a1 Metals and Ceramics Division, Oak Ridge National Laboratory, Oak Ridge, Tennessee 37831–6115
Fe3Al-based iron aluminides have been of interest for many years because of their excellent oxidation and sulfidation resistance. However, limited room temperature ductility (<5%) and a sharp drop in strength above 600 °C have limited their consideration for use as structural materials. Recent improvements in tensile properties, especially improvements in ductility produced through control of composition and microstructure, and advances in the understanding of environmental embrittlement in intermetallics, including iron aluminides, have resulted in renewed interest in this system for structural applications. The purpose of this paper is to summarize recent developments concerning Fe3Al-based aluminides, including alloy development efforts and environmental embrittlement studies. This report will concentrate on literature published since about 1980, and will review studies of fabrication, mechanical properties, and corrosion resistance that have been conducted since that time.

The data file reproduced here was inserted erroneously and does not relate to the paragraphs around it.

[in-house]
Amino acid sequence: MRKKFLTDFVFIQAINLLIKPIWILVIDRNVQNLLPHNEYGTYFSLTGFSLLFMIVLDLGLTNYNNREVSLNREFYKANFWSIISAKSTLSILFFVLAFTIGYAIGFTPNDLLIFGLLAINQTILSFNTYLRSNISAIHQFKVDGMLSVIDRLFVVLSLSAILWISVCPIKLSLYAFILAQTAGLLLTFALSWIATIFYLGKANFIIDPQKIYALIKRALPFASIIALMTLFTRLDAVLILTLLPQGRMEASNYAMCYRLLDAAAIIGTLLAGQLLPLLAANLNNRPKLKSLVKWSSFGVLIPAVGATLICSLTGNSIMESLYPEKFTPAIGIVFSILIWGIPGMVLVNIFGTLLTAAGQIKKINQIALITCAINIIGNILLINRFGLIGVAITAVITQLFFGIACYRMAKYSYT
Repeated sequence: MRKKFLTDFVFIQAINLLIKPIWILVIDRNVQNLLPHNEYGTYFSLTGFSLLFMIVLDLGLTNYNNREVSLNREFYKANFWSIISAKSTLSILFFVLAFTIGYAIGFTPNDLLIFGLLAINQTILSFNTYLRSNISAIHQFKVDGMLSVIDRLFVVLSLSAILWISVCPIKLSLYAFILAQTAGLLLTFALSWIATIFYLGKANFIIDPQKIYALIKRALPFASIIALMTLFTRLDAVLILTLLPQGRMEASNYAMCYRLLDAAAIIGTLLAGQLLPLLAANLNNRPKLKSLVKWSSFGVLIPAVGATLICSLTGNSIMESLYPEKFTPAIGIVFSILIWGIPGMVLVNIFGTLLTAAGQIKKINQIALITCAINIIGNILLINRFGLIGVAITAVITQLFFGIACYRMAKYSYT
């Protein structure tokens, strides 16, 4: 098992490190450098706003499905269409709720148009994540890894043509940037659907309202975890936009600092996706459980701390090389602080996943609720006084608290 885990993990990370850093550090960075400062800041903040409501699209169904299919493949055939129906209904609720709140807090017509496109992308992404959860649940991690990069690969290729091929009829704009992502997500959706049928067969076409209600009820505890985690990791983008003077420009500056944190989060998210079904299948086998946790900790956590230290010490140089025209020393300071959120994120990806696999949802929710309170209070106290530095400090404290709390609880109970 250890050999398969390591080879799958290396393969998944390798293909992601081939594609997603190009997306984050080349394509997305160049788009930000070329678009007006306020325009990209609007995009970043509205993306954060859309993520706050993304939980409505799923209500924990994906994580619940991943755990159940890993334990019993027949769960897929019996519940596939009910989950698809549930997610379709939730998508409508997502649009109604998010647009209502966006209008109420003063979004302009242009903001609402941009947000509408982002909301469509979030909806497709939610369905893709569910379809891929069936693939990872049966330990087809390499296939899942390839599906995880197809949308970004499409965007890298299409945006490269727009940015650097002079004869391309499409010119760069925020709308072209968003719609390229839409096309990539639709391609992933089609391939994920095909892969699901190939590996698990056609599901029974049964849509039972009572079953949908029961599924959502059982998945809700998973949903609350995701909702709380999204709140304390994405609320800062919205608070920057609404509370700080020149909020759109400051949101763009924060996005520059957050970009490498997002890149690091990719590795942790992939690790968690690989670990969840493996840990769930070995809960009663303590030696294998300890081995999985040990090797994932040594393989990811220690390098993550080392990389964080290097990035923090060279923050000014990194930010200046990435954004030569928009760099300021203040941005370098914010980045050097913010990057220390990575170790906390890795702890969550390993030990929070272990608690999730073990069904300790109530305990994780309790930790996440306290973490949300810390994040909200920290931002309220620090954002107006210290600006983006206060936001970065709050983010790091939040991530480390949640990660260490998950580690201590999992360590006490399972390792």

(Received March 11 1991)
(Accepted April 15 1991)